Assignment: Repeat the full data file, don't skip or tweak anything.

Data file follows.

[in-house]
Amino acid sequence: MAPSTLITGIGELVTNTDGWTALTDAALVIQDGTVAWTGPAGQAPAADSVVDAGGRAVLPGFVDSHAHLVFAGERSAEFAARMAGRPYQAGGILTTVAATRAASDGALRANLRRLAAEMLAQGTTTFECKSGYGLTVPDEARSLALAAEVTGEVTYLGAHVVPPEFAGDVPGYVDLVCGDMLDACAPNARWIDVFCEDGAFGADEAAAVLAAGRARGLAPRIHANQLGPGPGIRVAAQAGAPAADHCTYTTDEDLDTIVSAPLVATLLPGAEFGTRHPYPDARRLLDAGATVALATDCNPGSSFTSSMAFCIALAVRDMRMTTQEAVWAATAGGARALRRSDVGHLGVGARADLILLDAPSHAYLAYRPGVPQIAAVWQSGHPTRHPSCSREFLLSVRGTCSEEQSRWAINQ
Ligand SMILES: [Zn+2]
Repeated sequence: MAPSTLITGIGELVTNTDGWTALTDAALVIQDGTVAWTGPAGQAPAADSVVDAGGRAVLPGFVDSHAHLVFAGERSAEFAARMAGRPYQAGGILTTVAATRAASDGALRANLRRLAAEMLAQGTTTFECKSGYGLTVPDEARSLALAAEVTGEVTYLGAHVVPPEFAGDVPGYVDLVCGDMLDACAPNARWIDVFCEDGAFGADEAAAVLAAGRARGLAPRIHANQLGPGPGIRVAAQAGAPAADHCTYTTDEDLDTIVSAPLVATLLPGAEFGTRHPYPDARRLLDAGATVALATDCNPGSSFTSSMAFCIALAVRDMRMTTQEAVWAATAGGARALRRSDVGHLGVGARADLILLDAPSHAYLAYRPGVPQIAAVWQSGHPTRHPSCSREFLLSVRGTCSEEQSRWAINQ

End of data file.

[in-house]
Amino acid sequence: MAPSTLITGIGELVTNTDGWTALTDAALVIQDGTVAWTGPAGQAPAADSVVDAGGRAVLPGFVDSHAHLVFAGERSAEFAARMAGRPYQAGGILTTVAATRAASDGALRANLRRLAAEMLAQGTTTFECKSGYGLTVPDEARSLALAAEVTGEVTYLGAHVVPPEFAGDVPGYVDLVCGDMLDACAPNARWIDVFCEDGAFGADEAAAVLAAGRARGLAPRIHANQLGPGPGIRVAAQAGAPAADHCTYTTDEDLDTIVSAPLVATLLPGAEFGTRHPYPDARRLLDAGATVALATDCNPGSSFTSSMAFCIALAVRDMRMTTQEAVWAATAGGARALRRSDVGHLGVGARADLILLDAPSHAYLAYRPGVPQIAAVWQSGHPTRHPSCSREFLLSVRGTCSEEQSRWAINQ
Ligand SMILES: [Zn+2]
Repeated sequence: MAPSTLITGIGELVTNTDGWTALTDAALVIQDGTVAWTGPAGQAPAADSVVDAGGRAVLPGFVDSHAHLVFAGERSAEFAARMAGRPYQAGGILTTVAATRAASDGALRANLRRLAAEMLAQGTTTFECKSGYGLTVPDEARSLALAAEVTGEVTYLGAHVVPPEFAGDVPGYVDLVCGDMLDACAPNARWIDVFCEDGAFGADEAAAVLAAGRARGLAPRIHANQLGPGPGIRVAAQAGAPAADHCTYTTDEDLDTIVSAPLVATLLPGAEFGTRHPYPDARRLLDAGATVALATDCNPGSSFTSSMAFCIALAVRDMRMTTQEAVWAATAGGARALRRSDVGHLGVGARADLILLDAPSHAYLAYRPGVPQIAAVWQSGHPTRHPSCSREFLLSVRGTCSEEQSRWAINQ